Inside Cybersecurity

December 1, 2021

Daily News

DOD’s Salazar: Changes to Pentagon cyber certification will help small businesses, clarify policy

By Sara Friedman / June 23, 2021

The internal review of the Defense Department’s Cybersecurity Maturity Model Certification program is aimed at helping small businesses meet the department’s objectives for cyber readiness, while also making potential policy changes to clarify implementation, according to Pentagon industrial policy leader Jesse Salazar.

“CMMC represents a major leap forward in the department’s approach to cybersecurity and underscores our commitment to accountability within the defense industrial base,” Salazar said at a Professional Services Council event on Tuesday. “That’s why we published an interim DFARS rule establishing CMMC in November and the department has received more than 850 comments in response."

Salazar, deputy assistant secretary of defense for industrial policy, said, “In March, the department initiated an internal assessment of CMMC, which is common for major programs to help us with minor policy program implementation. This assessment is ongoing and we are working toward an implementation approach that has three broad goals.”

Jesse Salazar

Jesse Salazar, Deputy Assistant Secretary of Defense, Industrial Policy

First, DOD is focusing on managing costs for “cybersecurity for small business,” Salazar said, acknowledging that “small businesses are under immense market pressures.”

Salazar said, “The number of DIB small businesses has shrunk by more than 40 percent over the past decade. One of seven believe they will never return to pre-pandemic levels of performance. Our goal is to mitigate costs while protecting the cybersecurity of these businesses.”

“Our second goal for the next phase of implementation is aiming to clarify cybersecurity regulatory policy and contracting requirements,” Salazar said. “The department’s requirements are complex and challenging to navigate. We want to deconflict and streamline them in order to add clarity.”

Salazar said the last major item of review is to “reinforce trust and confidence in the maturing CMMC assessment ecosystem.”

“The department is ensuring that we can operationalize our requirements through a sufficient number of assessors,” Salazar said. “We are also clearly defining roles and responsibilities, standards of conduct and audit mechanisms within the external assessment ecosystem.”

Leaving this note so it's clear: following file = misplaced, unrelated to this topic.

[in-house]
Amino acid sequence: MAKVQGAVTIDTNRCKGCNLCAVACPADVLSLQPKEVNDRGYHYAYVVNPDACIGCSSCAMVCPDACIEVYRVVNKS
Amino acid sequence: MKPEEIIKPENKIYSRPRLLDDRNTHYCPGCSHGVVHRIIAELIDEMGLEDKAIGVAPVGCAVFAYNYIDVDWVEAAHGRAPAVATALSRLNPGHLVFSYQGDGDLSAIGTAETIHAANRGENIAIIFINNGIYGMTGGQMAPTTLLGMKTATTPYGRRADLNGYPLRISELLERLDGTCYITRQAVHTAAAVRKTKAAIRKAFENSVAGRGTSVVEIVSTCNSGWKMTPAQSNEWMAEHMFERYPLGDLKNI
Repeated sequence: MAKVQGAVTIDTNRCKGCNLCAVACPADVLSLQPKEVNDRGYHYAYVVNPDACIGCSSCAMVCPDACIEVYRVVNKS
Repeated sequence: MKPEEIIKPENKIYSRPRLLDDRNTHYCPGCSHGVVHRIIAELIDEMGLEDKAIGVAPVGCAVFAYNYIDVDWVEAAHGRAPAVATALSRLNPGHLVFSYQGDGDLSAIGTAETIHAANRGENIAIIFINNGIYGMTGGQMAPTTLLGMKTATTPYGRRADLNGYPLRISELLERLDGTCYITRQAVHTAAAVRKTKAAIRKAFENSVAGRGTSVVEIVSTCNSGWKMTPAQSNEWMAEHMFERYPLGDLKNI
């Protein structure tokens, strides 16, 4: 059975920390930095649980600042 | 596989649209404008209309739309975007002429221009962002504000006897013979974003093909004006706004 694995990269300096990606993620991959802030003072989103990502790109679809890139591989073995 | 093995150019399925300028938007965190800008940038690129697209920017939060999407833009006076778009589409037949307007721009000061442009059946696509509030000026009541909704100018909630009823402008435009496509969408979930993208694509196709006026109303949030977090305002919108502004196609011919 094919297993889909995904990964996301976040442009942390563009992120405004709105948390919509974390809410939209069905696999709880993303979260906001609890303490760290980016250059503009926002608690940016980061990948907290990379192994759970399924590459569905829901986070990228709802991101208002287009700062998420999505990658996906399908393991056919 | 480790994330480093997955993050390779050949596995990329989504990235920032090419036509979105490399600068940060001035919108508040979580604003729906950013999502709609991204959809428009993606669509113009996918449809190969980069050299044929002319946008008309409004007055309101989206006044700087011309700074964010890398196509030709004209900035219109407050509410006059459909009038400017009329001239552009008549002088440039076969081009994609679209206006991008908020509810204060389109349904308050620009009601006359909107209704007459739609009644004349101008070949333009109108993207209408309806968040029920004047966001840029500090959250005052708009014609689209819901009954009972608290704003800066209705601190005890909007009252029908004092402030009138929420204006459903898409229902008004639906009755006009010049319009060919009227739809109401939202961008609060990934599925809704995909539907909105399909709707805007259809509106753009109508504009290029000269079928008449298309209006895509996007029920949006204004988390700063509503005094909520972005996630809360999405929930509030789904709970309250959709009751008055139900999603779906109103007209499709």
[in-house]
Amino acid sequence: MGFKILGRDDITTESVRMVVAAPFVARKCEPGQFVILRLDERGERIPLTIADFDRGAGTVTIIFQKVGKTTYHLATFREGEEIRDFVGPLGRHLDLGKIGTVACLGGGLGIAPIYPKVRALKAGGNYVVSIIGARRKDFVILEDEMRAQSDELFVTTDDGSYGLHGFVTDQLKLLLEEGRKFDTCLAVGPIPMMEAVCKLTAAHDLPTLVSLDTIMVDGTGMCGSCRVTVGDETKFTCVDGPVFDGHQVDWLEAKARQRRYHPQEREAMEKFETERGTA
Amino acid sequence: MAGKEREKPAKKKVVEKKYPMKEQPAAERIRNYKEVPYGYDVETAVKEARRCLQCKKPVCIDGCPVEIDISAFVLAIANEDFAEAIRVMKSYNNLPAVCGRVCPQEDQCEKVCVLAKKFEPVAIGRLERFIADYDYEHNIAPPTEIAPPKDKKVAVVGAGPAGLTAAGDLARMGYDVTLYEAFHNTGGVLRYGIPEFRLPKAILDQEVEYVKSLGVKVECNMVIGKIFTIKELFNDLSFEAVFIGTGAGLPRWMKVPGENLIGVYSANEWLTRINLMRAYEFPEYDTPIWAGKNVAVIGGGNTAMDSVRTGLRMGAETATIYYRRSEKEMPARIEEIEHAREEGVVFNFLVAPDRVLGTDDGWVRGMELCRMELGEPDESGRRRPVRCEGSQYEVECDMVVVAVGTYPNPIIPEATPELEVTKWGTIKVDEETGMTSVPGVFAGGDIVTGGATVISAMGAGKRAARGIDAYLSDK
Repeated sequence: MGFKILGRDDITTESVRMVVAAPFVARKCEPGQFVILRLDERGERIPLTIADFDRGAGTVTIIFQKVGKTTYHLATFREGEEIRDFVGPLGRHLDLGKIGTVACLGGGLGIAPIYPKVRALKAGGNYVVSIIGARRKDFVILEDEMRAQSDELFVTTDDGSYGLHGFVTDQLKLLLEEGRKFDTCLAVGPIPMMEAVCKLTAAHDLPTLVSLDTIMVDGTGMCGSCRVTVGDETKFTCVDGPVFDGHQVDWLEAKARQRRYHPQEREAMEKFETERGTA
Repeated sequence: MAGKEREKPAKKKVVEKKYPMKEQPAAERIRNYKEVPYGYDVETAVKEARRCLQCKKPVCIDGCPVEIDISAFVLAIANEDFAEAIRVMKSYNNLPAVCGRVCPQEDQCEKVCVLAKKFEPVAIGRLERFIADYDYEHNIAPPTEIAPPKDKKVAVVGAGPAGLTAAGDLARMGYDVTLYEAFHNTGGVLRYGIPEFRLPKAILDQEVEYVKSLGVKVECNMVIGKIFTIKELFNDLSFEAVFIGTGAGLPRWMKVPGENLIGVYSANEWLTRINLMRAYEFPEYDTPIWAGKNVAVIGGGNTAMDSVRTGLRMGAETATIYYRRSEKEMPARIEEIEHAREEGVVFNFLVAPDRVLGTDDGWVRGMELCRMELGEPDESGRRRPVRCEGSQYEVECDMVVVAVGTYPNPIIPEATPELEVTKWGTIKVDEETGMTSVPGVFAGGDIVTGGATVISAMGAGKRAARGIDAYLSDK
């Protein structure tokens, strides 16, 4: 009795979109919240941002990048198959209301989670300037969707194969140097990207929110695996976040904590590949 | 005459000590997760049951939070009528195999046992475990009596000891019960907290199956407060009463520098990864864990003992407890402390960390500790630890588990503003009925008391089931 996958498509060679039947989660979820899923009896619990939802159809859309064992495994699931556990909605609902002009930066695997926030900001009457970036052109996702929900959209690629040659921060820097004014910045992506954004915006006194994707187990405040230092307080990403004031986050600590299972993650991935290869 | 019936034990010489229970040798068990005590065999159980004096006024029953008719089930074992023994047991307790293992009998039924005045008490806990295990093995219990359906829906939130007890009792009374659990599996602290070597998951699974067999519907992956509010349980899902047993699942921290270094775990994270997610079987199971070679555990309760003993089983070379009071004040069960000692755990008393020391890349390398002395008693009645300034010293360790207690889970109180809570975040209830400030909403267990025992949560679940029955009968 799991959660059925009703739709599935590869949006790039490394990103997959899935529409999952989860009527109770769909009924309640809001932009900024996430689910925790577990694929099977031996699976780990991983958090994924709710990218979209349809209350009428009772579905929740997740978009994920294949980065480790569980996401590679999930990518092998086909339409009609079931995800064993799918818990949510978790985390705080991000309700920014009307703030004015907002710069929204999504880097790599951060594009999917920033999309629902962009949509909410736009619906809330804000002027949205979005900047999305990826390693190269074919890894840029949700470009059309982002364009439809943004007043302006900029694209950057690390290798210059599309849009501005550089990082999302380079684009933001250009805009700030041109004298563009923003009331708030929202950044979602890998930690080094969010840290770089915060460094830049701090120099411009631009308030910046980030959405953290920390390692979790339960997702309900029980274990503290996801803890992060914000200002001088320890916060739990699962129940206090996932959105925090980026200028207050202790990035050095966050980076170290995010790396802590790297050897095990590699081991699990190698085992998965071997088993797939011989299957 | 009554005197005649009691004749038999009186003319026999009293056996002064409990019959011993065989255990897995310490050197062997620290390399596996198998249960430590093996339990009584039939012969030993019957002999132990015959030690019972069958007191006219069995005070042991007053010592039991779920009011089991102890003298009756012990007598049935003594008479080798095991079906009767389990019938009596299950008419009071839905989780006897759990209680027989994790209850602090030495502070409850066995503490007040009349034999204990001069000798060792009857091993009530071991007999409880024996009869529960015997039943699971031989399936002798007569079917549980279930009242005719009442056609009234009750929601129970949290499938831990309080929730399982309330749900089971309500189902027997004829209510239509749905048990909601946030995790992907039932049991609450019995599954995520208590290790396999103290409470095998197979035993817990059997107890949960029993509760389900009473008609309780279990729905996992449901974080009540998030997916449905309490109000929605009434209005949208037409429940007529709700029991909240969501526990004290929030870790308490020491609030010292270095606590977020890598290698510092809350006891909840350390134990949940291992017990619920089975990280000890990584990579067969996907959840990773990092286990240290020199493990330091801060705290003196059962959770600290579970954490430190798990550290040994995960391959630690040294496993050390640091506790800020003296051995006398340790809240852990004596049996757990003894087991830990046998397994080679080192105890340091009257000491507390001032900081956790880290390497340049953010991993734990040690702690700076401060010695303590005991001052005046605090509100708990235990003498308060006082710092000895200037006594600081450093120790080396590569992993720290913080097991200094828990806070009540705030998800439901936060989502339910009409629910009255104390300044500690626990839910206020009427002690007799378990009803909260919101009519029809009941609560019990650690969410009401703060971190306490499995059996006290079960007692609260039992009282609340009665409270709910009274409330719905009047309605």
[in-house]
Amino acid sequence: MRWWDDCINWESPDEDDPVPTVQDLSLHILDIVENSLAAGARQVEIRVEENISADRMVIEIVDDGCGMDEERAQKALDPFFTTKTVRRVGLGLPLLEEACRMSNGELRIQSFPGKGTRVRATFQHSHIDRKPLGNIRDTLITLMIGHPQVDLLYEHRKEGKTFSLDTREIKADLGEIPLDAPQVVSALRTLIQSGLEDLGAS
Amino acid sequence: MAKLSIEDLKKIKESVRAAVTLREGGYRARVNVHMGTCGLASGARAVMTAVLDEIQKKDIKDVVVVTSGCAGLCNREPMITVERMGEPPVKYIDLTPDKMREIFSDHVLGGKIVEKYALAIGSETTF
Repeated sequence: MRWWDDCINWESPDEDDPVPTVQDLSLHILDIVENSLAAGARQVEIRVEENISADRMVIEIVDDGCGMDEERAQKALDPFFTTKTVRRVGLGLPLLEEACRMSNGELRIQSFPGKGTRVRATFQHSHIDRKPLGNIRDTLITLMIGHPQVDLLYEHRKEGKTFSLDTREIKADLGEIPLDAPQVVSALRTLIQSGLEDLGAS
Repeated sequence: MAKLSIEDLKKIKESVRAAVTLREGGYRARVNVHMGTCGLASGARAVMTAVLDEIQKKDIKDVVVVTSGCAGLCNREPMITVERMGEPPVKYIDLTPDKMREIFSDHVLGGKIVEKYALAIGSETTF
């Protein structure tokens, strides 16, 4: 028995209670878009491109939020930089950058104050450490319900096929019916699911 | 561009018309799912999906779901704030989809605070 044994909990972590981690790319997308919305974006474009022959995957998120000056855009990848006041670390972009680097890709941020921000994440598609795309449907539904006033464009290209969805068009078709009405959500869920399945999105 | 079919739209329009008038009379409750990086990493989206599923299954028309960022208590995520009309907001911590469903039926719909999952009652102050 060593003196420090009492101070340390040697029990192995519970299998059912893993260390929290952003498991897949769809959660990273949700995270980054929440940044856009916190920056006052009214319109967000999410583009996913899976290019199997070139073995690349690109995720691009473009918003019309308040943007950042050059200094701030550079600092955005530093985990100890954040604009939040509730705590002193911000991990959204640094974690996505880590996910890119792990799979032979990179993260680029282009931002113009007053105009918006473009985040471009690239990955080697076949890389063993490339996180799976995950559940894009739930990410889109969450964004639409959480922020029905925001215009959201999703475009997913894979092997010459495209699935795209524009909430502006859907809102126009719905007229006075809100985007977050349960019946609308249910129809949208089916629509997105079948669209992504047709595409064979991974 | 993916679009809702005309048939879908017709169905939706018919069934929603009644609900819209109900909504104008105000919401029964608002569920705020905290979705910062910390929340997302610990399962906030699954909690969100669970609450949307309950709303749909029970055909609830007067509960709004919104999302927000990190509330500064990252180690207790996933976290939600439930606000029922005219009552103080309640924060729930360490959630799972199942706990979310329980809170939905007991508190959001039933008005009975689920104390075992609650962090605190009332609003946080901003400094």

The review is “being led by a cross-functional team and senior leaders across the department,” Salazar said. “We are taking a broad look at DIB cybersecurity beyond CMMC accreditation that includes cyber threat information sharing programs, cybersecurity as a service programs, education and training programs and we see great value in dedicating resources to help small companies improve cyber readiness.”

Salazar outlined three major objectives for the CMMC program: “to incorporate a broad set of cybersecurity requirements into acquisition language and contracting processes”; “to hold primes accountable and provide the department assurance via external assessment that contractors and subcontractors meet DOD’s security requirements”; and “to support businesses with resources, information, [and] training to improve DIB cyber readiness.”

One of DOD’s initiatives to help small businesses to prepare for CMMC is Project Spectrum, which is managed by DOD’s Office of Small Business Programs. Melinda Woods of Eccalon made a presentation at the event on Project Spectrum’s offerings.

The House Small Business Committee will hold a hearing Thursday on the impacts of DOD’s CMMC program for small businesses. CyberNINES president Scott Singer, 147 International CEO Tina Wilson, Ryzhka International president Michael Dunbar and Jonathan Williams of law firm PilieroMazza are scheduled to testify.

At a separate session, CMMC Accreditation Body executive director Matthew Travis gave an update on his initiatives and the status of the first two authorized certified third party assessment organizations.

Travis said the CMMC-AB is “moving forward with as much alacrity as we can” while the Defense Department conducts its internal review of the program. Travis said the Pentagon is still “deliberating” on potential changes to the program.

Redspin and Kratos are the first two authorized C3PAOs, but Travis said there is still work to do before the companies can start conducting assessments for contractors. Travis said the CMMC-AB is targeting “mid-July” to get all of the documentation necessary for the C3PAOs and finish setting up the portal for the C3PAOs to submit their assessments to the Defense Department. -- Sara Friedman (sfriedman@iwpnews.com)